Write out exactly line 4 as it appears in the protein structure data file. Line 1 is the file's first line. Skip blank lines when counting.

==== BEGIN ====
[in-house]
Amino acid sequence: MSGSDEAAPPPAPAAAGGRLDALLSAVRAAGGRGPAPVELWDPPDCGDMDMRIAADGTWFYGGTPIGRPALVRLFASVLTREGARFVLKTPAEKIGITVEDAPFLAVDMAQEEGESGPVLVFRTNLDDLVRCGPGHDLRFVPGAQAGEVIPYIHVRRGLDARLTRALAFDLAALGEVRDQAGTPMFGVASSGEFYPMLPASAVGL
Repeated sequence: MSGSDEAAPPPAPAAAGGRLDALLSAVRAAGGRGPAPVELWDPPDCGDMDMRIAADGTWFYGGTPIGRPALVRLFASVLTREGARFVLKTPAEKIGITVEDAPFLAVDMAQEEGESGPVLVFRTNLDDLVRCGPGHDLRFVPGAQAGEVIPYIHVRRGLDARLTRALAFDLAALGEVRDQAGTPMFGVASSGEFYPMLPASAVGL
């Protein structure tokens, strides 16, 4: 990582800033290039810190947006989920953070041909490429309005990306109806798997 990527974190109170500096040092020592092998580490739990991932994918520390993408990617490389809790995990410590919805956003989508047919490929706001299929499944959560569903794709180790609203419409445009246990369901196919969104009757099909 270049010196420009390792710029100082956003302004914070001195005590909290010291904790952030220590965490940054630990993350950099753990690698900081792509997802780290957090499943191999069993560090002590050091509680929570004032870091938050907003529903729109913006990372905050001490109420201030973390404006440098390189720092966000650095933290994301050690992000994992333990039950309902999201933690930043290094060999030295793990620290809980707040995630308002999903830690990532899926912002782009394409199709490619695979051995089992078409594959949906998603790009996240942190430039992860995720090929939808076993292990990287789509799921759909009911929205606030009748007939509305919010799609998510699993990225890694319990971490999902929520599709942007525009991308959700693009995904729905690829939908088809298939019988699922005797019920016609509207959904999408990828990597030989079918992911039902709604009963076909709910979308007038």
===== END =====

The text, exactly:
């Protein structure tokens, strides 16, 4: 990582800033290039810190947006989920953070041909490429309005990306109806798997 990527974190109170500096040092020592092998580490739990991932994918520390993408990617490389809790995990410590919805956003989508047919490929706001299929499944959560569903794709180790609203419409445009246990369901196919969104009757099909 270049010196420009390792710029100082956003302004914070001195005590909290010291904790952030220590965490940054630990993350950099753990690698900081792509997802780290957090499943191999069993560090002590050091509680929570004032870091938050907003529903729109913006990372905050001490109420201030973390404006440098390189720092966000650095933290994301050690992000994992333990039950309902999201933690930043290094060999030295793990620290809980707040995630308002999903830690990532899926912002782009394409199709490619695979051995089992078409594959949906998603790009996240942190430039992860995720090929939808076993292990990287789509799921759909009911929205606030009748007939509305919010799609998510699993990225890694319990971490999902929520599709942007525009991308959700693009995904729905690829939908088809298939019988699922005797019920016609509207959904999408990828990597030989079918992911039902709604009963076909709910979308007038």